Race, Gender, and Economics

Kevin Lewis

March 06, 2010

Interacting Like a Body: Objectification Can Lead Women to Narrow Their Presence in Social Interactions

Tamar Saguy, Diane Quinn, John Dovidio & Felicia Pratto
Psychological Science, forthcoming

The present experiment tested the impact of sexual objectification on women's behavior in social interactions. We predicted that when objectified, women would narrow their social presence by spending little time talking, particularly when interacting with men. Participants (males and females) gave an oral introduction of themselves to an alleged interaction partner (male or female). Objectification was manipulated by having participants believe their bodies were either visually inspected or not inspected during this introduction. Specifically, participants introduced themselves through a closed-circuit device in one of three conditions: body (videotaped from the neck down), face (videotaped from the neck up), or audio (no videotaping). Women who were in the body condition and thought they were interacting with men spent less time talking than participants in all other groups. In addition, the majority of women disliked the body condition, indicating that they found having their bodies gazed at aversive. Implications for women's behavior in mixed-sex contexts are discussed.


Sexual Priming, Gender Stereotyping, and Likelihood to Sexually Harass: Examining the Cognitive Effects of Playing a Sexually-Explicit Video Game

Mike Yao, Chad Mahood & Daniel Linz
Sex Roles, January 2010, Pages 77-88

The present study examines the short-term cognitive effects of playing a sexually explicit video game with female "objectification" content on male players. Seventy-four male students from a university in California, U.S. participated in a laboratory experiment. They were randomly assigned to play either a sexually-explicit game or one of two control games. Participants' cognitive accessibility to sexual and sexually objectifying thoughts was measured in a lexical decision task. A likelihood-to-sexually-harass scale was also administered. Results show that playing a video game with the theme of female "objectification" may prime thoughts related to sex, encourage men to view women as sex objects, and lead to self-reported tendencies to behave inappropriately towards women in social situations.


The Effects of Gender Stereotypic and Counter-Stereotypic Textbook Images on Science Performance

Jessica Good, Julie Woodzicka & Lylan Wingfield
Journal of Social Psychology, March-April 2010, Pages 132-147

We investigated the effect of gender stereotypic and counter-stereotypic images on male and female high school students' science comprehension and anxiety. We predicted stereotypic images to induce stereotype threat in females and impair science performance. Counter-stereotypic images were predicted to alleviate threat and enhance female performance. Students read one of three chemistry lessons, each containing the same text, with photograph content varied according to stereotype condition. Participants then completed a comprehension test and anxiety measure. Results indicate that female students had higher comprehension after viewing counter-stereotypic images (female scientists) than after viewing stereotypic images (male scientists). Male students had higher comprehension after viewing stereotypic images than after viewing counter-stereotypic images. Implications for alleviating the gender gap in science achievement are discussed.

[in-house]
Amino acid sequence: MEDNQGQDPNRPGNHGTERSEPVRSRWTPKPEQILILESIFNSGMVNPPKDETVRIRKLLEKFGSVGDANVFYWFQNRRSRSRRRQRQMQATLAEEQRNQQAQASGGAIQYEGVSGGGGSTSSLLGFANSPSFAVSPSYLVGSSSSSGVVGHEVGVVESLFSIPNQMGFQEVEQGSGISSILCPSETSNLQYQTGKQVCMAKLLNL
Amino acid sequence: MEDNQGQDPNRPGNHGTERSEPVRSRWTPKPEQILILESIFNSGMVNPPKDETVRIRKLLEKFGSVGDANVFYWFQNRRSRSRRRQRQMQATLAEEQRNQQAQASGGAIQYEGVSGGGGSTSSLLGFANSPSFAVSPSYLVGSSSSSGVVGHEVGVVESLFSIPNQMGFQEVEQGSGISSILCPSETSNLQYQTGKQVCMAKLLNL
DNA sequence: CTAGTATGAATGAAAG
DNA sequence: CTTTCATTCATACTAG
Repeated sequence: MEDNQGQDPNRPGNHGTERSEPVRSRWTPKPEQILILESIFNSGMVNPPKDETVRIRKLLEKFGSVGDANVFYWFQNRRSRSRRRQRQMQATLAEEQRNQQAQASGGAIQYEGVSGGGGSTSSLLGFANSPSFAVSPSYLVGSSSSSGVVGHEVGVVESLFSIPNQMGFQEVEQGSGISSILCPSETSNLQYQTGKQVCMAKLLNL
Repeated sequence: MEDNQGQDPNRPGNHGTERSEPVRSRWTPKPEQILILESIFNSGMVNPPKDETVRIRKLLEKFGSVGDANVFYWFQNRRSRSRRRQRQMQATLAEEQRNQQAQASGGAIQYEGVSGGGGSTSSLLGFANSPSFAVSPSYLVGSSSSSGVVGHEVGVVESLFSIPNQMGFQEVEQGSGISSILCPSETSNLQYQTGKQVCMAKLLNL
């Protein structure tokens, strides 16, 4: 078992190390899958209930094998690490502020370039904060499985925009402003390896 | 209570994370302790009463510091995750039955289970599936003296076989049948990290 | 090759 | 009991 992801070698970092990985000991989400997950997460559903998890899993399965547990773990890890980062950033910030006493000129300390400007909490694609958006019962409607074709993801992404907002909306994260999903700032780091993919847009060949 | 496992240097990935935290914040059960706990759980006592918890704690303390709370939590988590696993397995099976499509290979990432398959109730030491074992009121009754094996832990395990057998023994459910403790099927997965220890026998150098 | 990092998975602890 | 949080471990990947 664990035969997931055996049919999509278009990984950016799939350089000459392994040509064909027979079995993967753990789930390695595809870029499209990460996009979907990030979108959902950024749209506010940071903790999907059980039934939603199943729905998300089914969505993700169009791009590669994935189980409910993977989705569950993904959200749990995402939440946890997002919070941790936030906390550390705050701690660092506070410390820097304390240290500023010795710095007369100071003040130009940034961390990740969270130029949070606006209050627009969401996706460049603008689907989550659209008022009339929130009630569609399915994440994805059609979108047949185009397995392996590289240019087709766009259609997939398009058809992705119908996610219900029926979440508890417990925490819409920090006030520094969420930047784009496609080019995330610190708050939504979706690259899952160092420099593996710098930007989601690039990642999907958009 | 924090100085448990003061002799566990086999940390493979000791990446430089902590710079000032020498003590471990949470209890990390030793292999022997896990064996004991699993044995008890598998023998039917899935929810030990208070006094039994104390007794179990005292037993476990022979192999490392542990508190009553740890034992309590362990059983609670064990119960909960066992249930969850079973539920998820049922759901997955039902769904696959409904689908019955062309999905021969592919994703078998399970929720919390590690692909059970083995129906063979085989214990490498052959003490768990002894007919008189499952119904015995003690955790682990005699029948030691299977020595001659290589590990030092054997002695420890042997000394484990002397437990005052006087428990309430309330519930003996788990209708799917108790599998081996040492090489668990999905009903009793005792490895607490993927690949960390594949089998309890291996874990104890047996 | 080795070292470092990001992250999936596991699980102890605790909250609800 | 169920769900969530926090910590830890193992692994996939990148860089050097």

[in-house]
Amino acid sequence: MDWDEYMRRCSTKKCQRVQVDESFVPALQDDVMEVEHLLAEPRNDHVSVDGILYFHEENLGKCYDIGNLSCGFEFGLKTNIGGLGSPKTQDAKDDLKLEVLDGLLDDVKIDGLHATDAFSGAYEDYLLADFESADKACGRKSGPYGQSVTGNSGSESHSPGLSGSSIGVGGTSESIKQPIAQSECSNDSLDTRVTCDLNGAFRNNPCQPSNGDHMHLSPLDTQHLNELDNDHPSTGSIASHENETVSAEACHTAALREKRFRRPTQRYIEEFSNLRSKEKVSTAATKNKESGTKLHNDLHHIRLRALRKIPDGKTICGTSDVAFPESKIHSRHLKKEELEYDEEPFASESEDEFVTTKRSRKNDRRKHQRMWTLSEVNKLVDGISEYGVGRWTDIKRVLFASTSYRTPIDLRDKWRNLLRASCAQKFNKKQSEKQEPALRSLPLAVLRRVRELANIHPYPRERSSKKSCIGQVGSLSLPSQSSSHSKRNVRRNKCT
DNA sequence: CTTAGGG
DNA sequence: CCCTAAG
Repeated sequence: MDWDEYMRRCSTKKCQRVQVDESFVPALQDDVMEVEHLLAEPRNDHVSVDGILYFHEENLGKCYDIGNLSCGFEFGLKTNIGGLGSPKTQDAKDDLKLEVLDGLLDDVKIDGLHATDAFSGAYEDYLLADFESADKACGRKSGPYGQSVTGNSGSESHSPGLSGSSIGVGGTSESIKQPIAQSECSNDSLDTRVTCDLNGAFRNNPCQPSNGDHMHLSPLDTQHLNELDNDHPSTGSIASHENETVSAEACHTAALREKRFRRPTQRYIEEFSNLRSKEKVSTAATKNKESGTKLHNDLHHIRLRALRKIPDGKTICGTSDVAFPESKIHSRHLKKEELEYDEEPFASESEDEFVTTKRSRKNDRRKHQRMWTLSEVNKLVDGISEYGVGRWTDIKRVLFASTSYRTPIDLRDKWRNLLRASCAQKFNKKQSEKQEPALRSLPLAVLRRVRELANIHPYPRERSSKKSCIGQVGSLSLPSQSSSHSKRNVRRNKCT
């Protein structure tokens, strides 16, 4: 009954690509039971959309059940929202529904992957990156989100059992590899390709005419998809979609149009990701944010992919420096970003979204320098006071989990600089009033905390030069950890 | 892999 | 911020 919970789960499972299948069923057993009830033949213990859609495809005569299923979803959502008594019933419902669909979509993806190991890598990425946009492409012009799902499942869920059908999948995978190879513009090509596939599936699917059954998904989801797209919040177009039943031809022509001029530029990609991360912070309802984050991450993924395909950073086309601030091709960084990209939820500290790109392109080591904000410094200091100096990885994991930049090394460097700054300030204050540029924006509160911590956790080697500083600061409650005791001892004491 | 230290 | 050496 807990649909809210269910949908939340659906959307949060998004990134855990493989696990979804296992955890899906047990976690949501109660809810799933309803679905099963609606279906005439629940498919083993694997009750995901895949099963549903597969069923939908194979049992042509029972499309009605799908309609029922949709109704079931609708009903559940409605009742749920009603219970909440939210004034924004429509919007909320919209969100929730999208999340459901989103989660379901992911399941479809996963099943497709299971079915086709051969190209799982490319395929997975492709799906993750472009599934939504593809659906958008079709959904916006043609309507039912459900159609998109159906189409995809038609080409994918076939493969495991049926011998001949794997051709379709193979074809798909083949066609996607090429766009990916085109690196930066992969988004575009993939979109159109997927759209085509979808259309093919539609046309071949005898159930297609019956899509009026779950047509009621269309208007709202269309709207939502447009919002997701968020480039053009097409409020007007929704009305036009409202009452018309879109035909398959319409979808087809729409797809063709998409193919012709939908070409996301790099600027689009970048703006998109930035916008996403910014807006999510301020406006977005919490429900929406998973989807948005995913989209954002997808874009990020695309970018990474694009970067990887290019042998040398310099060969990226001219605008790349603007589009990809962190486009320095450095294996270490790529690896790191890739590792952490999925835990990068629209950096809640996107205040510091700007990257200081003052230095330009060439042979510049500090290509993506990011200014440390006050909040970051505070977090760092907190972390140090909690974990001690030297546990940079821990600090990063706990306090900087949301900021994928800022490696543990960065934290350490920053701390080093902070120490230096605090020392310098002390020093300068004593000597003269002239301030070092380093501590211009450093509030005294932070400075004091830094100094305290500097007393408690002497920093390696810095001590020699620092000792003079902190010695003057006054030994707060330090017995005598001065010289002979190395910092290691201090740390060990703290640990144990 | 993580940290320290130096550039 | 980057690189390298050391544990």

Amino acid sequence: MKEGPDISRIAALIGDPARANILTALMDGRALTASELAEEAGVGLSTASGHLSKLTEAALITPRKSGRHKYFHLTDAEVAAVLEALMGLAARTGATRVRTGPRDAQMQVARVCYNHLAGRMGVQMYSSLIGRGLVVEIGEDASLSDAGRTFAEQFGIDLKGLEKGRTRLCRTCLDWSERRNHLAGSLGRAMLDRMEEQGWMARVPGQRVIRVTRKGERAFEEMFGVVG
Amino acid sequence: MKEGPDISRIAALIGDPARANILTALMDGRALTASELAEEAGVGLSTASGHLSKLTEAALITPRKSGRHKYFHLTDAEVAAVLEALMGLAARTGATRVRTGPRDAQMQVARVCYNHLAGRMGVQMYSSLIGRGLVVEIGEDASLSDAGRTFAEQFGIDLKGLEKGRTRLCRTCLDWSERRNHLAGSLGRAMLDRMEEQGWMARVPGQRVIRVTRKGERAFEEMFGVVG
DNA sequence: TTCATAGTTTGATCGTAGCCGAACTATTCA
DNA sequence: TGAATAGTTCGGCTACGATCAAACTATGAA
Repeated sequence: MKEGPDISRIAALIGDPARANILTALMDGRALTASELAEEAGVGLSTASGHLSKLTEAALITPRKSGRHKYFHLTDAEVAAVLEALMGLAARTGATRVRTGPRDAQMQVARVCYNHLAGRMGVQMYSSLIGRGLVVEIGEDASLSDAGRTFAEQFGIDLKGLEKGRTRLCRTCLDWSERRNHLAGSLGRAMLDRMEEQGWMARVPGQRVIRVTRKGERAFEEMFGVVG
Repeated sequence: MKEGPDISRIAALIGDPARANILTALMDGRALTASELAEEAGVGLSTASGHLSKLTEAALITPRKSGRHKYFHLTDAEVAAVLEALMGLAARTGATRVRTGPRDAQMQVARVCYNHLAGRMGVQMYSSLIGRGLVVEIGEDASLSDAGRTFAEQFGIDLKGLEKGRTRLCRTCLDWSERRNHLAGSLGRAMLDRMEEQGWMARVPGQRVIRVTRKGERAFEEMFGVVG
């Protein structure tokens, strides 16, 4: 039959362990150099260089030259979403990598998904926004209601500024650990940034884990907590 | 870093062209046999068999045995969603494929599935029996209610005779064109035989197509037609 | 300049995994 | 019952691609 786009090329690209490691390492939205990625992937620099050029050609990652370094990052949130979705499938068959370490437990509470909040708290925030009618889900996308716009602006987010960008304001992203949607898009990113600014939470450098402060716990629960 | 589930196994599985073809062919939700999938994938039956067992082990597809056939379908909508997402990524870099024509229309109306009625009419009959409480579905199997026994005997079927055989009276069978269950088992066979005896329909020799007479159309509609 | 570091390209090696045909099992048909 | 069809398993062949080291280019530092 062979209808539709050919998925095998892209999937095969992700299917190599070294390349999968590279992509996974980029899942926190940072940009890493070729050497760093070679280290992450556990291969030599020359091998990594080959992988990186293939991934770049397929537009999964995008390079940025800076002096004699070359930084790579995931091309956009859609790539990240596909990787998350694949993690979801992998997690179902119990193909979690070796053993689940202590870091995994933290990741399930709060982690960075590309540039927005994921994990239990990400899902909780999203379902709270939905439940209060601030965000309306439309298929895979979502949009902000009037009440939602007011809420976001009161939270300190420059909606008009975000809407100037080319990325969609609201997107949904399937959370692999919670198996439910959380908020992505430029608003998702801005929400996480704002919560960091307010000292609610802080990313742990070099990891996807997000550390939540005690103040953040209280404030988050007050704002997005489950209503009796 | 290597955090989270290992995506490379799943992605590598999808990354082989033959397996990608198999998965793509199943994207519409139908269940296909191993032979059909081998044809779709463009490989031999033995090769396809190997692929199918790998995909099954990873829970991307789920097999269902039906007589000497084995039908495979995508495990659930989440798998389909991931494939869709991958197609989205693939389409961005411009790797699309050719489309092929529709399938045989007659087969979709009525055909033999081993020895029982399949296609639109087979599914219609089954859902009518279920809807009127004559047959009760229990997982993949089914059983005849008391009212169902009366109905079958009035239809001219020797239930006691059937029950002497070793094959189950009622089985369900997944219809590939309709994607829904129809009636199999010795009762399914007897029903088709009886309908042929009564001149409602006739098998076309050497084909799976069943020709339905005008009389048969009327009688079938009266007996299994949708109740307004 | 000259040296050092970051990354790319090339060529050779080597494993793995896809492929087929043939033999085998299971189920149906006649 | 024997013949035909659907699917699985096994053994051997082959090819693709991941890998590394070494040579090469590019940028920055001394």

Just the Thought of It!: Effects of Anticipating Computer-Mediated Communication on Gender Stereotyping

Madeline Heilman, Suzette Caleo & May Ling Halim
Journal of Experimental Social Psychology, forthcoming

A study investigated how anticipated communication mode affects the use of stereotypes in forming impressions and making task assignments. Participants rated male or female targets with whom they envisioned working on a business project using computer-mediated or face-to-face modes of communication. Results indicated that both men and women were characterized more stereotypically when participants anticipated working with them electronically than when they anticipated working with them face-to-face. Furthermore, task assignments were more often gender stereotype consistent when the communication mode was computer-mediated than when it was face-to-face. These findings suggest that the mere anticipation of computer-mediated communication, without the actual the experience of it, is enough to promote stereotypes and biased decision-making.